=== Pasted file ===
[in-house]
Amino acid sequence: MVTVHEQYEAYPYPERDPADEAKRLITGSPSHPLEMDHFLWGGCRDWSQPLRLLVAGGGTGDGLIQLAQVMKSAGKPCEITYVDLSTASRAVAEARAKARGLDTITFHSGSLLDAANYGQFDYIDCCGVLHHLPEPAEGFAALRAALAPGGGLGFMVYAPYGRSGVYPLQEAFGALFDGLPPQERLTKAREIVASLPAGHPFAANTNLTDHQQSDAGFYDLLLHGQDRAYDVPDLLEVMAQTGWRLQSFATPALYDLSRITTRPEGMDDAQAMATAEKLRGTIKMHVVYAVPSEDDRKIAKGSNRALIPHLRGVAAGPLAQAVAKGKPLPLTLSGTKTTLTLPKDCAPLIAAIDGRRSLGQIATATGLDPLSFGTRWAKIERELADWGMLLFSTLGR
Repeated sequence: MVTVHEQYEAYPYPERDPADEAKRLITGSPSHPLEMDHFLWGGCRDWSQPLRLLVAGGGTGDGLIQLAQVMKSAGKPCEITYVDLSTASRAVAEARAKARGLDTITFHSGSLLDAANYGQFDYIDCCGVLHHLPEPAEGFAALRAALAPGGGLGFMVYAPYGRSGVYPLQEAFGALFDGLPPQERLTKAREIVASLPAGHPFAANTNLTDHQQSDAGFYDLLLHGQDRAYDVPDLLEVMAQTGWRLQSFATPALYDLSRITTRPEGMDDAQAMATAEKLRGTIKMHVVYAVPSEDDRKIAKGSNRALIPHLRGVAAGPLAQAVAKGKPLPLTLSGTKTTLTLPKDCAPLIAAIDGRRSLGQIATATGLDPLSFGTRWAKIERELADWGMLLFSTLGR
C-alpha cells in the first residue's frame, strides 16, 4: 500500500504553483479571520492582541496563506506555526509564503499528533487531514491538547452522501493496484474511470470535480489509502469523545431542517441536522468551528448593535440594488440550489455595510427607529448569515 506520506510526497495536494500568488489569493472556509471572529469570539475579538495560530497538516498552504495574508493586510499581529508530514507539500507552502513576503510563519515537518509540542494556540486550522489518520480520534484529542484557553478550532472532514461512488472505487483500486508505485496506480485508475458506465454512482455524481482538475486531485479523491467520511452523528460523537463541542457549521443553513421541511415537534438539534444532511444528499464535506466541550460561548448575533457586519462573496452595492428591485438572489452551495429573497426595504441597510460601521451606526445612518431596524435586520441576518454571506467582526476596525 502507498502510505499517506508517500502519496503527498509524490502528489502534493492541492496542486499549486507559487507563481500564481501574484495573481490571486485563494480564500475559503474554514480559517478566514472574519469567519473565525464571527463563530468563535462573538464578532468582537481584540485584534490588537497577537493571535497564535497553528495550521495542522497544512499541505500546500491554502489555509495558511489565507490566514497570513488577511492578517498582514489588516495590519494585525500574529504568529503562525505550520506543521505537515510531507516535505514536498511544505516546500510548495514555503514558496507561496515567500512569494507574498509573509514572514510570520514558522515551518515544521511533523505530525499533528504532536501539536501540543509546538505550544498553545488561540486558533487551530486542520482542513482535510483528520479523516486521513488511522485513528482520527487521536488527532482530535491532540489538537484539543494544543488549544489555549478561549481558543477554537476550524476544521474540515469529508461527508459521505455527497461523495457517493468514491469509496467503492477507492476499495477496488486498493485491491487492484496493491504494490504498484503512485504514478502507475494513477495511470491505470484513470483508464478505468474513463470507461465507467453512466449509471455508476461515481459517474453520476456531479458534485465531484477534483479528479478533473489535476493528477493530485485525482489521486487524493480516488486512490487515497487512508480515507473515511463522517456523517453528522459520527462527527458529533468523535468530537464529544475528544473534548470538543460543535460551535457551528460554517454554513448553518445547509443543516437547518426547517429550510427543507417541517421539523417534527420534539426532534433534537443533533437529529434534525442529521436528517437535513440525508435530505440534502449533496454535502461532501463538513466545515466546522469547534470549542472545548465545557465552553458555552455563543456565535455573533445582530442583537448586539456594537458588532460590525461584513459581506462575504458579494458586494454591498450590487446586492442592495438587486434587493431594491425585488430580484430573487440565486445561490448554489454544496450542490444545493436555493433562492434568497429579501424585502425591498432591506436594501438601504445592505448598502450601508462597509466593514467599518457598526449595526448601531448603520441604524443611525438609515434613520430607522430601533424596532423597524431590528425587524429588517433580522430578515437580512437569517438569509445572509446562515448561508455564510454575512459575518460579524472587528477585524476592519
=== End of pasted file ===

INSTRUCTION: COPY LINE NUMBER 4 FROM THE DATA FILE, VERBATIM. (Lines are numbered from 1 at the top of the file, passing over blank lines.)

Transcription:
C-alpha cells in the first residue's frame, strides 16, 4: 500500500504553483479571520492582541496563506506555526509564503499528533487531514491538547452522501493496484474511470470535480489509502469523545431542517441536522468551528448593535440594488440550489455595510427607529448569515 506520506510526497495536494500568488489569493472556509471572529469570539475579538495560530497538516498552504495574508493586510499581529508530514507539500507552502513576503510563519515537518509540542494556540486550522489518520480520534484529542484557553478550532472532514461512488472505487483500486508505485496506480485508475458506465454512482455524481482538475486531485479523491467520511452523528460523537463541542457549521443553513421541511415537534438539534444532511444528499464535506466541550460561548448575533457586519462573496452595492428591485438572489452551495429573497426595504441597510460601521451606526445612518431596524435586520441576518454571506467582526476596525 502507498502510505499517506508517500502519496503527498509524490502528489502534493492541492496542486499549486507559487507563481500564481501574484495573481490571486485563494480564500475559503474554514480559517478566514472574519469567519473565525464571527463563530468563535462573538464578532468582537481584540485584534490588537497577537493571535497564535497553528495550521495542522497544512499541505500546500491554502489555509495558511489565507490566514497570513488577511492578517498582514489588516495590519494585525500574529504568529503562525505550520506543521505537515510531507516535505514536498511544505516546500510548495514555503514558496507561496515567500512569494507574498509573509514572514510570520514558522515551518515544521511533523505530525499533528504532536501539536501540543509546538505550544498553545488561540486558533487551530486542520482542513482535510483528520479523516486521513488511522485513528482520527487521536488527532482530535491532540489538537484539543494544543488549544489555549478561549481558543477554537476550524476544521474540515469529508461527508459521505455527497461523495457517493468514491469509496467503492477507492476499495477496488486498493485491491487492484496493491504494490504498484503512485504514478502507475494513477495511470491505470484513470483508464478505468474513463470507461465507467453512466449509471455508476461515481459517474453520476456531479458534485465531484477534483479528479478533473489535476493528477493530485485525482489521486487524493480516488486512490487515497487512508480515507473515511463522517456523517453528522459520527462527527458529533468523535468530537464529544475528544473534548470538543460543535460551535457551528460554517454554513448553518445547509443543516437547518426547517429550510427543507417541517421539523417534527420534539426532534433534537443533533437529529434534525442529521436528517437535513440525508435530505440534502449533496454535502461532501463538513466545515466546522469547534470549542472545548465545557465552553458555552455563543456565535455573533445582530442583537448586539456594537458588532460590525461584513459581506462575504458579494458586494454591498450590487446586492442592495438587486434587493431594491425585488430580484430573487440565486445561490448554489454544496450542490444545493436555493433562492434568497429579501424585502425591498432591506436594501438601504445592505448598502450601508462597509466593514467599518457598526449595526448601531448603520441604524443611525438609515434613520430607522430601533424596532423597524431590528425587524429588517433580522430578515437580512437569517438569509445572509446562515448561508455564510454575512459575518460579524472587528477585524476592519